The U.S. President Joseph R. Biden Jr. signed into law a Bill (S.J.Res. 15) that nullifies the “true lender rule,” which OCC had issued in October 2020. The rule determined when a national bank or a federal savings association makes a loan and is the “true lender,” including in the context of a partnership between a bank and a third party. The Acting Comptroller of the Currency, Michael J. Hsu, has issued a statement on the U.S. House of Representative’s vote to overturn the true lender rule of OCC. In the statement, Mr. Hsu emphasized that, going forward, OCC will consider policy options, consistent with the Congressional Review Act, that protect consumers while expanding financial inclusion.
The true lender rule required that a national bank or a federal saving association must, as of the date of origination of the loan, be named as the lender in the loan agreement or fund the loan for it to be considered a lender. The rule also specified that if, as of the date of origination, one bank is named as the lender in the loan agreement for a loan and another bank funds that loan, the bank that is named as the lender in the loan agreement makes the loan. The rule was controversial, as it was believed to have allowed "predatory lenders to evade State usury laws and target consumers with high interest rate loans of 150% or higher through sham partnerships with banks." The OCC's rule was claimed to have undone centuries of case law that ensured that nonbank financial institutions were subject to State interest rate caps when they partnered with banks, so long as they held the primary economic interest in a consumer loan. The OCC rule allowed nonbanks to launder their loans through OCC-chartered banks, as long as the bank is listed on the loan origination documents, effectively allowing nonbanks to ignore State usury laws. The rule was thought of by some as a backdoor way for nonbanks to charge triple-digit interest rates on loans at the expense of consumers in States where voters turned out to pass interest rate cap laws, with some also calling it the ``fake lender'' rule.
- News Release on Signing of Bill
- Signed Bill (S.J.Res.15)
- Congressional Record (PDF)
- Statement of Acting Comptroller
- True Lender Rule, October 2020
Keywords: Americas, US, Banking, True Lender Rule, Credit Risk, Loan Origination, White House, US Government, Lending, OCC
Previous ArticleSBV Amends Circular on Regulations on Ratings of Credit Funds
The European Banking Authority (EBA) published four draft principles to support supervisory efforts in assessing the representativeness of COVID-19-impacted data for banks using the internal ratings based (IRB) credit risk models.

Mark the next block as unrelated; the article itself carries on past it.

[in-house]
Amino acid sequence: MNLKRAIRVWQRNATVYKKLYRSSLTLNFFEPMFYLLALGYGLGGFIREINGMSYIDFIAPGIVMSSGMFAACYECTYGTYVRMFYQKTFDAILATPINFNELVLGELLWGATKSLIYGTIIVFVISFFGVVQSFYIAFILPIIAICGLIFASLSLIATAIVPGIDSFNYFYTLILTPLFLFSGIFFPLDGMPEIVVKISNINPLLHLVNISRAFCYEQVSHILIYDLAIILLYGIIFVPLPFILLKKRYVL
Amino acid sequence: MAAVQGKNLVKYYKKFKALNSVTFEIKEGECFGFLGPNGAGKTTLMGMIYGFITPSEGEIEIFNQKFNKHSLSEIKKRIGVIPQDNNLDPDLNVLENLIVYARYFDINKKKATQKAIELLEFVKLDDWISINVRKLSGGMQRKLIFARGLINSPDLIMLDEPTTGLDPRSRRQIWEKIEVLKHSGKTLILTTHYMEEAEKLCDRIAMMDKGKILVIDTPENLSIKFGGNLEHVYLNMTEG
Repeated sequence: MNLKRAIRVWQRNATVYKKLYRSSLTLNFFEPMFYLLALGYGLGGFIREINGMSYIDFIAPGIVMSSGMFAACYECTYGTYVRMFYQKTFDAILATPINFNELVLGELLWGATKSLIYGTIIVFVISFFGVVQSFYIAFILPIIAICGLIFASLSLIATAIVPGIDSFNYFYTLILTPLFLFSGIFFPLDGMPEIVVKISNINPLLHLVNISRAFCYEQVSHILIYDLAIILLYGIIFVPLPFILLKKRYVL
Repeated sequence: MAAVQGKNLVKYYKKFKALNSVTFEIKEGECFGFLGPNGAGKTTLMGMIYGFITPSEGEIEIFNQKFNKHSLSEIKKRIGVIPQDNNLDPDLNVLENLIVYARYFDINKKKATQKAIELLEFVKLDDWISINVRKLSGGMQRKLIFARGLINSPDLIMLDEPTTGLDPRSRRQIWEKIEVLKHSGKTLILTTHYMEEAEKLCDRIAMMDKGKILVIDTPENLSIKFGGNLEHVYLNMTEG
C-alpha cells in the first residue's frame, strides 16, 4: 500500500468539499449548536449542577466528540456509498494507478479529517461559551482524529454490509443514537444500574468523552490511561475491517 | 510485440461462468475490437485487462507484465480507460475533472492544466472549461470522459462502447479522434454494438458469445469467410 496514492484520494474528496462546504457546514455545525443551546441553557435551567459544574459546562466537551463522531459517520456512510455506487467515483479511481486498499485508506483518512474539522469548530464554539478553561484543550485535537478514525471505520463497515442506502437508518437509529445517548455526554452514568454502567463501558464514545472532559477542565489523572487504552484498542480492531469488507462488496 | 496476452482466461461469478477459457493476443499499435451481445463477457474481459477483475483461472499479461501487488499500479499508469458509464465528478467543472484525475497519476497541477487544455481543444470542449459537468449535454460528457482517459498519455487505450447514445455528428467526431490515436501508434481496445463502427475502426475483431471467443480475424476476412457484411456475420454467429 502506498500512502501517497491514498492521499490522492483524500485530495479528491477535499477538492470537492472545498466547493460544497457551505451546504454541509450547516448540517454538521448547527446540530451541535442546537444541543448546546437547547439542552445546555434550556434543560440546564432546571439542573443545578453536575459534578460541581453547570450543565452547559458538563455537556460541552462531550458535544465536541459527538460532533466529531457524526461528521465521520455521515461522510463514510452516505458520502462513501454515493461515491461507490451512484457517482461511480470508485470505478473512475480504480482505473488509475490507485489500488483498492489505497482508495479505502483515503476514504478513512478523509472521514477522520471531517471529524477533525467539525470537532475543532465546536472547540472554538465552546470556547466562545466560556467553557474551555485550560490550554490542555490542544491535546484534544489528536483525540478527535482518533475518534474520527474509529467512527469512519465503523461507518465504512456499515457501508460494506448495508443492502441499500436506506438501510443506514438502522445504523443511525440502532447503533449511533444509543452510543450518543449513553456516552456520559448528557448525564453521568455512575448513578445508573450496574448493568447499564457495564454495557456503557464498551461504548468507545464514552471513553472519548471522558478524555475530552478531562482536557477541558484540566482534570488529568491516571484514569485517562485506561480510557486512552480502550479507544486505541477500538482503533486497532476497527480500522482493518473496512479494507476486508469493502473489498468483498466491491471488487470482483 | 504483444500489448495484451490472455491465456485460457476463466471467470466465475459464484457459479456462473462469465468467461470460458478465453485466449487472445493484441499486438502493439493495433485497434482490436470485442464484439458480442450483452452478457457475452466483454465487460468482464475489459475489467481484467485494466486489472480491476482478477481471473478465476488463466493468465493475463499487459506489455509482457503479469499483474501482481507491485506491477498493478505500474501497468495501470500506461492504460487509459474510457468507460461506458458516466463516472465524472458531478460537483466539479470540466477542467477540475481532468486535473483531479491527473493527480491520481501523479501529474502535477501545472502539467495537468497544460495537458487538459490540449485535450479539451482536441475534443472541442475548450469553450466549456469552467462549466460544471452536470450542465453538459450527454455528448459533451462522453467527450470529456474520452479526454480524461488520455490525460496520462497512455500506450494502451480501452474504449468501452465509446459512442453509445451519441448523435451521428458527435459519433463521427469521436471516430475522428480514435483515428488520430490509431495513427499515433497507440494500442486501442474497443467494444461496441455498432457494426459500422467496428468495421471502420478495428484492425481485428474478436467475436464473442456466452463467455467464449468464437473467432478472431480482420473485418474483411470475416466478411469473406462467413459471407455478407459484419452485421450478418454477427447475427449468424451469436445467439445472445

The European Council and the European Parliament (EP) reached a provisional political agreement on the Corporate Sustainability Reporting Directive (CSRD).
The Prudential Regulation Authority (PRA) launched a consultation (CP6/22) that sets out proposal for a new Supervisory Statement on expectations for management of model risk by banks.
The European Commission (EC) published the Delegated Regulation 2022/954, which amends regulatory technical standards on specification of the calculation of specific and general credit risk adjustments.
The Bank for International Settlements (BIS) Innovation Hub updated its work program, announcing a set of projects across various centers.
The European Insurance and Occupational Pensions Authority (EIOPA) published two consultation papers—one on the supervisory statement on exclusions related to systemic events and the other on the supervisory statement on the management of non-affirmative cyber exposures.
Certain members of the U.S. Senate Committee on Banking, Housing, and Urban Affairs issued a letter to the Securities and Exchange Commission (SEC)
The European Insurance and Occupational Pensions Authority (EIOPA) published a consultation paper on the advice on the review of the securitization prudential framework in Solvency II.
The Prudential Regulation Authority (PRA) issued a statement on PRA buffer adjustment while the Bank of England (BoE) published a notice on the statistical reporting requirements for banks.
The Basel Committee on Banking Supervision (BCBS) issued principles for the effective management and supervision of climate-related financial risks.